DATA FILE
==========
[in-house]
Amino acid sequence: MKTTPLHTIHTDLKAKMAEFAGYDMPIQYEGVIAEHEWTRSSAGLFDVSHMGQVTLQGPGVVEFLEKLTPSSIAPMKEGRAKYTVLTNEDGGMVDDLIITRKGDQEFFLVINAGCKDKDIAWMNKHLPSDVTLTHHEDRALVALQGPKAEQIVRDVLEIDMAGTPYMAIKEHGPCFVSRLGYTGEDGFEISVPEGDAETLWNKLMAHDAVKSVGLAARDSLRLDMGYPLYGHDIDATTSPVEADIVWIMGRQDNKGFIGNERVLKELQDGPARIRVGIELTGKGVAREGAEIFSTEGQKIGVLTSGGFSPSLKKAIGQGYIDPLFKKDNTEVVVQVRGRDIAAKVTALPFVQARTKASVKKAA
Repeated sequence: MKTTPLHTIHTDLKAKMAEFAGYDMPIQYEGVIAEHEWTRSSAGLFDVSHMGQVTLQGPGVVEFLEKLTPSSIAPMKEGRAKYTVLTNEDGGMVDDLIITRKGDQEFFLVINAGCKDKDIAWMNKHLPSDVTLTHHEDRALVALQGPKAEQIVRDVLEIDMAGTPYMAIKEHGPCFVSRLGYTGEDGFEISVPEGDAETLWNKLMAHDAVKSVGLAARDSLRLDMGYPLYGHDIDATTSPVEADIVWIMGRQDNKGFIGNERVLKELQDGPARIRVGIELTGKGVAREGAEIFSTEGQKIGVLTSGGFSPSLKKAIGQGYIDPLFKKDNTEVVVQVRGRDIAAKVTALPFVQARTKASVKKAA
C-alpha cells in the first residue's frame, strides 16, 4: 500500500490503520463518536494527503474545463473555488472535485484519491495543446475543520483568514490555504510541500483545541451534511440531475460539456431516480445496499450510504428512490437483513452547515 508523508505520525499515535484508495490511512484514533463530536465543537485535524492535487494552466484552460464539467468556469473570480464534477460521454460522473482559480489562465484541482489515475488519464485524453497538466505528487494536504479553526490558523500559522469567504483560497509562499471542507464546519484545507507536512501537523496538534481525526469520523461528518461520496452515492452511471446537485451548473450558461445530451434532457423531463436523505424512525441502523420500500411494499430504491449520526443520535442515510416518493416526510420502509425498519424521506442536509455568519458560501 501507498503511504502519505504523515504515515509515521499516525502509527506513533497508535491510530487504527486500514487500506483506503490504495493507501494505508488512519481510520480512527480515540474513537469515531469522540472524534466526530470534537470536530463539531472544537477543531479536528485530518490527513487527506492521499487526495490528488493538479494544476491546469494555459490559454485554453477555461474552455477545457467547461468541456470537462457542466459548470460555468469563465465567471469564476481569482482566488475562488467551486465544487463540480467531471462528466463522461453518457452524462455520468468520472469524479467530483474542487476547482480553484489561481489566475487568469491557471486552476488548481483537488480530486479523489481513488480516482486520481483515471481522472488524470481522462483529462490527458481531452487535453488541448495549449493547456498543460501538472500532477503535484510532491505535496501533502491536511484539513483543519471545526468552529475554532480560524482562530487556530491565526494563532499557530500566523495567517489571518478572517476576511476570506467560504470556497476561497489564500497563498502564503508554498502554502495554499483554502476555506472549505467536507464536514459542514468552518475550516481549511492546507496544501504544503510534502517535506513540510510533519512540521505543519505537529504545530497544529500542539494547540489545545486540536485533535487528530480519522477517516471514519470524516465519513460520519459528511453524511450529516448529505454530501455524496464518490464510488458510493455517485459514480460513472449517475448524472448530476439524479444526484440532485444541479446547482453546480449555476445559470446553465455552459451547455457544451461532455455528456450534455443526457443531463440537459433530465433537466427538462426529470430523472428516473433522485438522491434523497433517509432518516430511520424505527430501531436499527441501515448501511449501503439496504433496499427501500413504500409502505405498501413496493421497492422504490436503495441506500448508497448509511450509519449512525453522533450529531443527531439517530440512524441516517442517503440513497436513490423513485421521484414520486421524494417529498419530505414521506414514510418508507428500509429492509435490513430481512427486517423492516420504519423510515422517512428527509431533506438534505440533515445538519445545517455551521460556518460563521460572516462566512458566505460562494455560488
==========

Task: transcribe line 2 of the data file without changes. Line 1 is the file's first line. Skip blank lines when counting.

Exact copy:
Amino acid sequence: MKTTPLHTIHTDLKAKMAEFAGYDMPIQYEGVIAEHEWTRSSAGLFDVSHMGQVTLQGPGVVEFLEKLTPSSIAPMKEGRAKYTVLTNEDGGMVDDLIITRKGDQEFFLVINAGCKDKDIAWMNKHLPSDVTLTHHEDRALVALQGPKAEQIVRDVLEIDMAGTPYMAIKEHGPCFVSRLGYTGEDGFEISVPEGDAETLWNKLMAHDAVKSVGLAARDSLRLDMGYPLYGHDIDATTSPVEADIVWIMGRQDNKGFIGNERVLKELQDGPARIRVGIELTGKGVAREGAEIFSTEGQKIGVLTSGGFSPSLKKAIGQGYIDPLFKKDNTEVVVQVRGRDIAAKVTALPFVQARTKASVKKAA